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Jun 25, 2012

AMD Fusion APUs 500% is Faster than Intel’s CPUs in Musemage




When it comes to photo processing, GPU accelerated compute power has a very high performance potential. Depending on the architecture in question and the API used, the result can be amazing.

AMD’s Llano seems to be a very capable APU, and despite the fact that it can already be called “last year technology” it demonstrates nice results. Software developers preference for open source APIs also puts AMD’s OpenCL capabilities in a better position than Nvidia’s CUDA. During this year’s AFDS, AMD posted some nice short videos exemplifying the performance improvement offered by the company’s GPU architecture. What the video doesn’t show is the impressive performance results that are achieved in real benchmarking.

William Van Winkle from Tom’s Hardware put AMD’s A8-3850 APU to the test and the result was that the Llano APU is over 5 times faster than Intel’s Core i5 Sandy Bridge processor using HD 2500 iGPU. The more impressive part is the fact that AMD’s Radeon HD 7970 GPU is over 25 times faster than the same Core i5 CPU.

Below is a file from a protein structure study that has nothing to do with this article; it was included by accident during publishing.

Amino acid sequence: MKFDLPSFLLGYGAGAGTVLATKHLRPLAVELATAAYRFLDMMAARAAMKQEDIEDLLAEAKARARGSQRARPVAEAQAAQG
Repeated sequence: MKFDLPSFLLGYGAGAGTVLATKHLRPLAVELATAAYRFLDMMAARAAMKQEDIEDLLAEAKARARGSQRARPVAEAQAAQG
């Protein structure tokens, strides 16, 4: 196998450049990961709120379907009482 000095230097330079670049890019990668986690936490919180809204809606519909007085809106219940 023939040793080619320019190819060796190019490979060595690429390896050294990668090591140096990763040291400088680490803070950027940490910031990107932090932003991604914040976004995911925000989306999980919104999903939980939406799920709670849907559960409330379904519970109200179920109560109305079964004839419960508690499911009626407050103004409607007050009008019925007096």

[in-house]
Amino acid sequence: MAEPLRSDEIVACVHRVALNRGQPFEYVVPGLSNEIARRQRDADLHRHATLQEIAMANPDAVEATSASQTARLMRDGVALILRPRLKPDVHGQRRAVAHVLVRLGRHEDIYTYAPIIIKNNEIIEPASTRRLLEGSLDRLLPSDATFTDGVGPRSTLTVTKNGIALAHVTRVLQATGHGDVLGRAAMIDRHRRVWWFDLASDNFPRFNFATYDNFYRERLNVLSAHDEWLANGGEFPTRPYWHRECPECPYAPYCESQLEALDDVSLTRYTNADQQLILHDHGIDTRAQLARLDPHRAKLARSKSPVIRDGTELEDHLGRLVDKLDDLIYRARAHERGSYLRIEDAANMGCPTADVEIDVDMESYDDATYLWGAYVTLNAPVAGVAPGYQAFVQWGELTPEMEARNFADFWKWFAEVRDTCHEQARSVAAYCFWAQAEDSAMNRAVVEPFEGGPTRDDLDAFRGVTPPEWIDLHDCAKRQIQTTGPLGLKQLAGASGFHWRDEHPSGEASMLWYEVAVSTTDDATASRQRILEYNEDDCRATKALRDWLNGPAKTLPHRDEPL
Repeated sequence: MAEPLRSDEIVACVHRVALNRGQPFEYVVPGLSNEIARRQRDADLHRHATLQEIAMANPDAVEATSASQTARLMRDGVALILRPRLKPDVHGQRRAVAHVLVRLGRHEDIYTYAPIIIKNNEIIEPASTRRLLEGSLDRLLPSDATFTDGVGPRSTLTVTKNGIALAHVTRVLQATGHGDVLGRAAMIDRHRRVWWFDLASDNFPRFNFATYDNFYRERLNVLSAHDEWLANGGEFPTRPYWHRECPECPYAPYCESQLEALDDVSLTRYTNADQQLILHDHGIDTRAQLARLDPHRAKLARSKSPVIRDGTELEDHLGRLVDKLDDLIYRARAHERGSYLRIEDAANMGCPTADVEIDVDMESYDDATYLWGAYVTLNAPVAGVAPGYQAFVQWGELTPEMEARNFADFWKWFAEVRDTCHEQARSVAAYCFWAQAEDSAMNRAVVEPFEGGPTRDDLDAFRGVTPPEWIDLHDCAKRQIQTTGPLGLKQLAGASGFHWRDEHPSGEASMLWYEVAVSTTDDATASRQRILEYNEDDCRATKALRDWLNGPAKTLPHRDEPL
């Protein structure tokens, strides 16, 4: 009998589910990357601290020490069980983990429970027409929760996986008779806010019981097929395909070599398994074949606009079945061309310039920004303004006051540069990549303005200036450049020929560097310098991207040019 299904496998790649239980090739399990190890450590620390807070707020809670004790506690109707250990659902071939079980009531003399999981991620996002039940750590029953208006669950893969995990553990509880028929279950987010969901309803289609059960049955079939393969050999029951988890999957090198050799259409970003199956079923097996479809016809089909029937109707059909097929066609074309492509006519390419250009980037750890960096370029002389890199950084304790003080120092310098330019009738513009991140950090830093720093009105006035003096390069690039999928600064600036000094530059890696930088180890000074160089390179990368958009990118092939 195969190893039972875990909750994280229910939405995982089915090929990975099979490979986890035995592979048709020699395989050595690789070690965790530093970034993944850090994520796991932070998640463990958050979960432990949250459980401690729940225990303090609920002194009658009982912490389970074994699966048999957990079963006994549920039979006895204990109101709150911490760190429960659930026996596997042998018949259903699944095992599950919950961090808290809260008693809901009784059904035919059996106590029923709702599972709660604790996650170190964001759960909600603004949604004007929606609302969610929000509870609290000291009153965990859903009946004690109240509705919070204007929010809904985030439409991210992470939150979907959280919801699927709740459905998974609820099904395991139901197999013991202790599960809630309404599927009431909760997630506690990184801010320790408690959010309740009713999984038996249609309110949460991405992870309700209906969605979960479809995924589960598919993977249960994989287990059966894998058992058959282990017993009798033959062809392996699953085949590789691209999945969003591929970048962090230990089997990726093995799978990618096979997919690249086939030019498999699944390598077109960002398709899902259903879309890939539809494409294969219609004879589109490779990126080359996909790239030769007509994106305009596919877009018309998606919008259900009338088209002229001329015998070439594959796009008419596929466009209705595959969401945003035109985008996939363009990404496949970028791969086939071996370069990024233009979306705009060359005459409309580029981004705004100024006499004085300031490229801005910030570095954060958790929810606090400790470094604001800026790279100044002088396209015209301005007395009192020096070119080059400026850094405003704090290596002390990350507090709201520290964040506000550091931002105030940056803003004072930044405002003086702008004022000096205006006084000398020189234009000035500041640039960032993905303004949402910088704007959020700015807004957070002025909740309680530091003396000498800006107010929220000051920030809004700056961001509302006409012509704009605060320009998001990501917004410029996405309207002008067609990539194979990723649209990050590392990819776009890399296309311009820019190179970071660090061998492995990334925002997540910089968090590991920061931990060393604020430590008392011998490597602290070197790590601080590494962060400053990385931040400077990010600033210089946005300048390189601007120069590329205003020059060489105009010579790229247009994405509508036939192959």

Accelerated by the AMD Radeon™ HD GPUs, Musemage enables ultra-fast speed and real-time visual feedback. Its powerful batch processing tool makes it incredibly easy to process multiple pictures at one time, including adjusting, resizing and applying filters!
Video credits: AMD

AMD G-T16R Shows 300% Performance of the GeodeLX, Consume Less Power




Fabless CPU and GPU designer, Texas-based company AMD has launched today the company’s new G-T16R embedded processor, on its official website. The new wonder consumes an average power of 2.3 watts and offers over three times the performance of Geode LX.

Many of our readers will remember AMD’s Geode line of embedded processors that the company acquired from National Semiconductor. Back in 2002, AMD needed to buy a whole CPU team from National Semiconductor to be able to offer processors that were proper to fit thin industrial clients and manifested a power consumption of less than 10 watts. Now, AMD is able to offer APUs that consume roughly less than quarter of that value and offer 300% the performance. We should not forget that AMD’s Geode LX was a significantly improved version of AMD’s Geode GX2 and also has AES Encryption. A 3-fold performance improvement along with a 7% decrease in average power consumption and a 58% in chip footprint is quite amazing.